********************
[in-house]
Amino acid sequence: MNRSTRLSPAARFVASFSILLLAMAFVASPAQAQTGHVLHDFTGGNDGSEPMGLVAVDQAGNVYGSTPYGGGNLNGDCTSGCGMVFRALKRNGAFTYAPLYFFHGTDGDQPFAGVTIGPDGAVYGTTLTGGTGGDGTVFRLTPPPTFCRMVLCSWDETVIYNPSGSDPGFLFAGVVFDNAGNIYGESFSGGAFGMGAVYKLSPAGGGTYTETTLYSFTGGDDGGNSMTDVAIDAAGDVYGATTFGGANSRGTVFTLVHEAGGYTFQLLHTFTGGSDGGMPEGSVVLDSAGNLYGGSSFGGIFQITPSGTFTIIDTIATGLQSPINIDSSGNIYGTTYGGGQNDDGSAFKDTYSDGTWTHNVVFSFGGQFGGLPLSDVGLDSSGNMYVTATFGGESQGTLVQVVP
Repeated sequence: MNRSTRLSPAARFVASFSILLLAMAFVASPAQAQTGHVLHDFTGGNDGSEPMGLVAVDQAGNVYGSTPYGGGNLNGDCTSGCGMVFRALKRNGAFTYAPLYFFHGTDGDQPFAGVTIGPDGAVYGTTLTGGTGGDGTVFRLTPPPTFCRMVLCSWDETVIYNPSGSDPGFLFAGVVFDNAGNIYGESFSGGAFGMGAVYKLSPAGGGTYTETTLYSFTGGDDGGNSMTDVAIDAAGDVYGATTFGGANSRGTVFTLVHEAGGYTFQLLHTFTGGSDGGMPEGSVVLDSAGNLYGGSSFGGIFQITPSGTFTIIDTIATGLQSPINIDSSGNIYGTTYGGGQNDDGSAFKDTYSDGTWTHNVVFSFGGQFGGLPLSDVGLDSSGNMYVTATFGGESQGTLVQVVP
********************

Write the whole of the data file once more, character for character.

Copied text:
[in-house]
Amino acid sequence: MNRSTRLSPAARFVASFSILLLAMAFVASPAQAQTGHVLHDFTGGNDGSEPMGLVAVDQAGNVYGSTPYGGGNLNGDCTSGCGMVFRALKRNGAFTYAPLYFFHGTDGDQPFAGVTIGPDGAVYGTTLTGGTGGDGTVFRLTPPPTFCRMVLCSWDETVIYNPSGSDPGFLFAGVVFDNAGNIYGESFSGGAFGMGAVYKLSPAGGGTYTETTLYSFTGGDDGGNSMTDVAIDAAGDVYGATTFGGANSRGTVFTLVHEAGGYTFQLLHTFTGGSDGGMPEGSVVLDSAGNLYGGSSFGGIFQITPSGTFTIIDTIATGLQSPINIDSSGNIYGTTYGGGQNDDGSAFKDTYSDGTWTHNVVFSFGGQFGGLPLSDVGLDSSGNMYVTATFGGESQGTLVQVVP
Repeated sequence: MNRSTRLSPAARFVASFSILLLAMAFVASPAQAQTGHVLHDFTGGNDGSEPMGLVAVDQAGNVYGSTPYGGGNLNGDCTSGCGMVFRALKRNGAFTYAPLYFFHGTDGDQPFAGVTIGPDGAVYGTTLTGGTGGDGTVFRLTPPPTFCRMVLCSWDETVIYNPSGSDPGFLFAGVVFDNAGNIYGESFSGGAFGMGAVYKLSPAGGGTYTETTLYSFTGGDDGGNSMTDVAIDAAGDVYGATTFGGANSRGTVFTLVHEAGGYTFQLLHTFTGGSDGGMPEGSVVLDSAGNLYGGSSFGGIFQITPSGTFTIIDTIATGLQSPINIDSSGNIYGTTYGGGQNDDGSAFKDTYSDGTWTHNVVFSFGGQFGGLPLSDVGLDSSGNMYVTATFGGESQGTLVQVVP